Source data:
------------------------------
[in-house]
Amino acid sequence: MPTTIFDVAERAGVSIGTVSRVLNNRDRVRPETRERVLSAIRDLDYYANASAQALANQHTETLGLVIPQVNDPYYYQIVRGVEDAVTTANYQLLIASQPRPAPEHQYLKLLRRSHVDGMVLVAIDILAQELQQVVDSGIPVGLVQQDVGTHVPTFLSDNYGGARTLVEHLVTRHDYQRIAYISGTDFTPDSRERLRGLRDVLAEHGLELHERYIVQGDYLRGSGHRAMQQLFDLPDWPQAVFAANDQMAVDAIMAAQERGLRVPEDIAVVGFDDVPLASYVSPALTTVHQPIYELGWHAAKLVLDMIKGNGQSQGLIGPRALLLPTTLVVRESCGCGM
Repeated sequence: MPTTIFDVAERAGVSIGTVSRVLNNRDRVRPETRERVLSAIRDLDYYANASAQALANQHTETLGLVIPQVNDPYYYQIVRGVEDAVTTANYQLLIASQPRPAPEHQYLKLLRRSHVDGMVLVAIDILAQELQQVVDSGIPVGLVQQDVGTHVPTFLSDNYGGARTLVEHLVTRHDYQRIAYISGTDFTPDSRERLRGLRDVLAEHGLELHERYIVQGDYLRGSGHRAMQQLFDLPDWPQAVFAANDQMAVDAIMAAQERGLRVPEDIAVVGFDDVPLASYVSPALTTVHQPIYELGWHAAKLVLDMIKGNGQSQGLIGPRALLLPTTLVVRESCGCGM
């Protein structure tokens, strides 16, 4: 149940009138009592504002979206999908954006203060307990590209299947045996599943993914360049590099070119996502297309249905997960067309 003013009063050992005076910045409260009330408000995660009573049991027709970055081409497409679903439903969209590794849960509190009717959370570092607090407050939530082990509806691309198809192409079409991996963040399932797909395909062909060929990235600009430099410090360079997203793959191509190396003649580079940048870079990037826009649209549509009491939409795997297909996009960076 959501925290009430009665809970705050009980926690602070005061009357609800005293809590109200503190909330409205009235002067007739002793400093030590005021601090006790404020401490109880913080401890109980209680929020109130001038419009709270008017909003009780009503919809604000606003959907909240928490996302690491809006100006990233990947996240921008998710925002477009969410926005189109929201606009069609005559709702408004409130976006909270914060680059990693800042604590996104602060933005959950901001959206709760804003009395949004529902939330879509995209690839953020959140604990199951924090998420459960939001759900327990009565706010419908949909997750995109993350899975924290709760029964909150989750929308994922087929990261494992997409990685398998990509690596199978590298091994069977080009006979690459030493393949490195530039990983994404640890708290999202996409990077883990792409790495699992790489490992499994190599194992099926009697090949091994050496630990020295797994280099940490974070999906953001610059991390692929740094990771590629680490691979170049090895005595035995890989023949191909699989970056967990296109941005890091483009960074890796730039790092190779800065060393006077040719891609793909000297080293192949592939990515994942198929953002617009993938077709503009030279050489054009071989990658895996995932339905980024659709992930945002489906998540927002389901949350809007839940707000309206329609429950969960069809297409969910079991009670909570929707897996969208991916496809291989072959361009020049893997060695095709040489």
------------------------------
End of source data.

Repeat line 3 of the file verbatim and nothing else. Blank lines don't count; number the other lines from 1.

Repeated sequence: MPTTIFDVAERAGVSIGTVSRVLNNRDRVRPETRERVLSAIRDLDYYANASAQALANQHTETLGLVIPQVNDPYYYQIVRGVEDAVTTANYQLLIASQPRPAPEHQYLKLLRRSHVDGMVLVAIDILAQELQQVVDSGIPVGLVQQDVGTHVPTFLSDNYGGARTLVEHLVTRHDYQRIAYISGTDFTPDSRERLRGLRDVLAEHGLELHERYIVQGDYLRGSGHRAMQQLFDLPDWPQAVFAANDQMAVDAIMAAQERGLRVPEDIAVVGFDDVPLASYVSPALTTVHQPIYELGWHAAKLVLDMIKGNGQSQGLIGPRALLLPTTLVVRESCGCGM